The following documentation describes common elements of a Vulnerability Note document. Not all Vulnerability Notes contain every element. Vulnerability Notes contain one or more vulnerabilities and one or more vendors.
Vulnerability Notes Elements
Vulnerability Tracking ID
We track vulnerability reports and publish Vulnerability Notes using a "Vee-You-Pound" number, e.g., VU#647177. VU# numbers often, but not always, have six digits. An individual vulnerability within a Vulnerability Note may be identified with either a CVE ID or a VU# number followed by a "dot" serial number, e.g., VU#647177.1.
The title is a short description that summarizes the nature of the problem and the affected software components. While the name may include a clause describing the impact of the vulnerability, most names are focused on the nature of the defect that caused the problem to occur.
The overview is an abstract of the vulnerability that provides a summary of the problem and its impact to the reader. In a terse Vulnerability Note the Title and Overview may be similar.
The vulnerability description contains one or more paragraphs of text describing the vulnerability. To a reasonable extent, this section focuses on the nature of the vulnerability, and the following section focuses on the potential consequences or impacts.
The impact section describes the benefit that an attacker might gain by exploiting the vulnerability. It also frequently includes preconditions the attacker must meet to be able to exploit the vulnerability.
The solution section contains information about how to correct the vulnerability. This guidance is usually general, while more vendor-specific information can be found in the Vendor Information section. The Solution section often includes workarounds or mitigation information in addition to the usual advice to "apply updates." Sub-headings are often used and appear roughly in order with more specific and effective advice first.
This section (previously titled "Systems Affected") includes a list of vendors who may be affected by the vulnerability. Specifically, vendors listed here have been notified by the CERT/CC because we are reasonably concerned that the vendors may be affected by a vulnerability. Listed vendors may or may not be affected.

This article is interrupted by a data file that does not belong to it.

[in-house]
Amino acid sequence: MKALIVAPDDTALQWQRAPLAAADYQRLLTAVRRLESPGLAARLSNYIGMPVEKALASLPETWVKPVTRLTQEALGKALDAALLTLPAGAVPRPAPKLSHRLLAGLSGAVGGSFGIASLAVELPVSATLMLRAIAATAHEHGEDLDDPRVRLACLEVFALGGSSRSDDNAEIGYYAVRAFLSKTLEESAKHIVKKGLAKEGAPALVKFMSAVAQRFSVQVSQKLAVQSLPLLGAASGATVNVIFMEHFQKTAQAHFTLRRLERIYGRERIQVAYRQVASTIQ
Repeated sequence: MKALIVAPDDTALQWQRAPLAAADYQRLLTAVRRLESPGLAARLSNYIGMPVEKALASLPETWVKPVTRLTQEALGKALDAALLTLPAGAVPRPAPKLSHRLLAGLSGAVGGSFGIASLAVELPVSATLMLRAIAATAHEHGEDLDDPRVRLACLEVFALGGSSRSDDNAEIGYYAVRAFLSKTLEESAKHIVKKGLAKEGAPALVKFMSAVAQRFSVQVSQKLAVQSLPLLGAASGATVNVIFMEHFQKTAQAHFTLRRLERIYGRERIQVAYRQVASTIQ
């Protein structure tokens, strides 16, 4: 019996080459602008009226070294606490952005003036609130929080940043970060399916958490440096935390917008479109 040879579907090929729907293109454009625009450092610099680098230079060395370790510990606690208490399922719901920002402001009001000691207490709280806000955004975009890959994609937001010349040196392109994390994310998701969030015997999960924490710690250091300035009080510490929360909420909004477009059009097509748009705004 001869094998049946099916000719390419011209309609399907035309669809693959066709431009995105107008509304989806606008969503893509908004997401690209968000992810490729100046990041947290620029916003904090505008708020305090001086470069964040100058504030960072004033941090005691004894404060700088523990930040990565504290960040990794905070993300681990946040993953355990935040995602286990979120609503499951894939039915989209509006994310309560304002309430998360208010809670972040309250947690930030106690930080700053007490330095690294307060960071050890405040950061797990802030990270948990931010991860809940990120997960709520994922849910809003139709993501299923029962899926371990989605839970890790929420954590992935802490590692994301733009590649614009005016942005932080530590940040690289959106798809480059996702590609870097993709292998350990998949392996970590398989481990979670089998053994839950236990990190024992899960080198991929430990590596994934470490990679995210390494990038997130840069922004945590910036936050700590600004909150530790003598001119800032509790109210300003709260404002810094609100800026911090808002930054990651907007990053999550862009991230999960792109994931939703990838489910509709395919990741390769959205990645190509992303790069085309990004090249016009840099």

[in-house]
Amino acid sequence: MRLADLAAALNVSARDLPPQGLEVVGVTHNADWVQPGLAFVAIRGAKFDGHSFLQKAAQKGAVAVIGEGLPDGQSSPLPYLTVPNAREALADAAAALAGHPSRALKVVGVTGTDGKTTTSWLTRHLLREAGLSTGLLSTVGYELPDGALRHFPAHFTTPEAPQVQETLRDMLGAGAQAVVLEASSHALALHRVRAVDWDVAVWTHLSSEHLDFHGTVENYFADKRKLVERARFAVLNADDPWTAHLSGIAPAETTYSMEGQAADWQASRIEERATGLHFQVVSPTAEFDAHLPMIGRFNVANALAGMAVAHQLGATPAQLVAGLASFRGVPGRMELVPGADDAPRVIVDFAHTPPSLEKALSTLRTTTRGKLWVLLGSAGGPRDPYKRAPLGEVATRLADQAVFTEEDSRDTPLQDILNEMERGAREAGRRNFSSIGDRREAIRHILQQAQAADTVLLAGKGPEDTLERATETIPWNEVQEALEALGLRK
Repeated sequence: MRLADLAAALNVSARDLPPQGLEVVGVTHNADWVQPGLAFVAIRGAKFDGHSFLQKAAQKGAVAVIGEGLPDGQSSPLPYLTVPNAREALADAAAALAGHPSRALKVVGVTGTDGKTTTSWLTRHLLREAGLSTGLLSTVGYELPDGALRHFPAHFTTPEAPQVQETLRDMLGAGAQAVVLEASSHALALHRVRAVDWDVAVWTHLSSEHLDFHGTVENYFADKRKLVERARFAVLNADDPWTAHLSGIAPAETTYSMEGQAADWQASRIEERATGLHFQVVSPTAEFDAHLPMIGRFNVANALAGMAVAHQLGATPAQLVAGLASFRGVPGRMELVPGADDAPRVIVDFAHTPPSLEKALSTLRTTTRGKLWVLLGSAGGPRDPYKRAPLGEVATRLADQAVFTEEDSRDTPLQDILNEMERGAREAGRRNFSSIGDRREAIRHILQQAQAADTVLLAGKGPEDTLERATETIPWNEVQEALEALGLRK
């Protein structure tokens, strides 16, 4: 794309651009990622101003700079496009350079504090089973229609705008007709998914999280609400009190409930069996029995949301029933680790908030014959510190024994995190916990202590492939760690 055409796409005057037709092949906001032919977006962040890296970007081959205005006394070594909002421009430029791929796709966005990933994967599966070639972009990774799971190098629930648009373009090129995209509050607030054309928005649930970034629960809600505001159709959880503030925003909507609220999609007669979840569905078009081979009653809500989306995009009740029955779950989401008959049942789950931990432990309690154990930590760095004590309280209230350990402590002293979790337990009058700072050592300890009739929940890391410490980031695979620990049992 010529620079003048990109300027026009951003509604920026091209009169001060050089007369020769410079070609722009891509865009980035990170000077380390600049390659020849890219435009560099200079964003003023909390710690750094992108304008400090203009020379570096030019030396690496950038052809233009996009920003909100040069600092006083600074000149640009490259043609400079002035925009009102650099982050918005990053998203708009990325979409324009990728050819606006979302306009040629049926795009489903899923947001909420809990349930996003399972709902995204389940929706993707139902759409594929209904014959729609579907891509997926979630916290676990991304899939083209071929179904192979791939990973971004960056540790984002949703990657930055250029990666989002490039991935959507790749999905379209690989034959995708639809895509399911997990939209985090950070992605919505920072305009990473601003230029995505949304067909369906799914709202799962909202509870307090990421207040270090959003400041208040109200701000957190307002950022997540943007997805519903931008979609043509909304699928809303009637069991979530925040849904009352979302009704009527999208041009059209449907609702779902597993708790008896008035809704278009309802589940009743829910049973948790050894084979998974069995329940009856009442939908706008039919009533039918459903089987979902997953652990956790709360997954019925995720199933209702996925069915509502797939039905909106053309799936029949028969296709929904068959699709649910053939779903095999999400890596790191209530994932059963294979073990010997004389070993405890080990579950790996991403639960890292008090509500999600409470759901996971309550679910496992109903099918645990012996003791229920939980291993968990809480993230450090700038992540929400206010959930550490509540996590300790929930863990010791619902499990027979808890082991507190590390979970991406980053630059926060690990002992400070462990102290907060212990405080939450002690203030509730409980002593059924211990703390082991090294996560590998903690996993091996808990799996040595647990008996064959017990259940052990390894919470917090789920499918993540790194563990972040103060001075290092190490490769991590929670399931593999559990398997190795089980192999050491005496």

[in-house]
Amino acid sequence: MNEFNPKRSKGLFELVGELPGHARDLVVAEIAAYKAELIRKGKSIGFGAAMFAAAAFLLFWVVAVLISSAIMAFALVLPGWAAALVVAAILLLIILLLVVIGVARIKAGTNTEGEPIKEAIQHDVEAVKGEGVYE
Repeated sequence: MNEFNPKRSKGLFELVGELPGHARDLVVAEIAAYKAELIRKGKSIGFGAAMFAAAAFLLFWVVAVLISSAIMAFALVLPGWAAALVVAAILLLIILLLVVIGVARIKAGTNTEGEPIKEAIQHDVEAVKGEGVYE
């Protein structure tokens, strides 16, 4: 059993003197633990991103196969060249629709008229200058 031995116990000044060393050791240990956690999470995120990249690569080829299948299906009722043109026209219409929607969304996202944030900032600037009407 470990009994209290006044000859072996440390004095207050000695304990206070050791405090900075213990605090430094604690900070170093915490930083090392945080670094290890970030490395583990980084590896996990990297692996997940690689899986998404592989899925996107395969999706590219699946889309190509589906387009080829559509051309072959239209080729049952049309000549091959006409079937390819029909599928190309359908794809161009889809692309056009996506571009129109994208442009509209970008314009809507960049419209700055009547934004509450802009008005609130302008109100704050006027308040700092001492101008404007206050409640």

The list of vendors is sorted first by status (Affected, Not Affected, and Unknown), then by vendor records.
An individual vendor element is called a Vendor Record. Vendor Records have several sub-elements. For a Vulnerability Note with multiple vulnerabilities, each vulnerability and its corresponding Vendor Status and Vendor Statement can be listed individually within a Vendor Record.
We notify vendors who we have sufficient reason to believe may be affected. Notification adds the vendor to the vendor list in the Vulnerability Note. Listing a vendor does not necessarily mean that the vendor is affected by the vulnerability.
This element indicates in broad terms whether the vendor is responsible for any products, components, or services that we considers to be vulnerable or in some way affected by the vulnerability. In many cases, the relationship between a vendor's products and a vulnerability is more complex than a simple "Vulnerable" or "Not Vulnerable" status. More detailed information is often available in the Vendor Statement and other elements of the Vendor Record.
Vendor Status is not time-dependent, that is, status does not change once the vendor has released updated software or mitigation advice.
One significant factor we consider when determining vendor status is the extent to which vendors or users need to perform some mitigating activity. In the most common case, a affected vendors develop and release changed software (e.g., patch, upgrade, update) and users deploy the changed software.
By default, vendors are marked as "Unknown." "Unknown" may indicate that we have notified the vendor but have not observed or processed a response. "Unknown" may also indicate that we have not contacted the vendor, possibly because we were unable to identify a security point of contact with reasonable effort.
If we have strong evidence (such as first-hand knowledge or vendor acknowledgement), we mark vendors as "Affected."
We accept assertions from vendors that they are "Not Affected" unless we have strong evidence to the contrary.
This is the date that we notified the vendor of the vulnerability. In some cases, this may be the date that the vendor first contacted us, or it may be the earliest date when the vendor is known to have been aware of the vulnerability (for example, if the vendor published a patch or an advisory).
This is when the vendor first provided a Vendor Statement.
This is when the vendor information was last updated.
This is the vendor's official response to our queries about the vulnerability. Vendors can provide their own statements, which we reproduce verbatim (or very rarely with minor formatting and grammar edits). While we try to resolve disagreements and misunderstandings, we accept that a vendor may disagree with us, and the Vendor Statement provides a way to convey the vendor's position.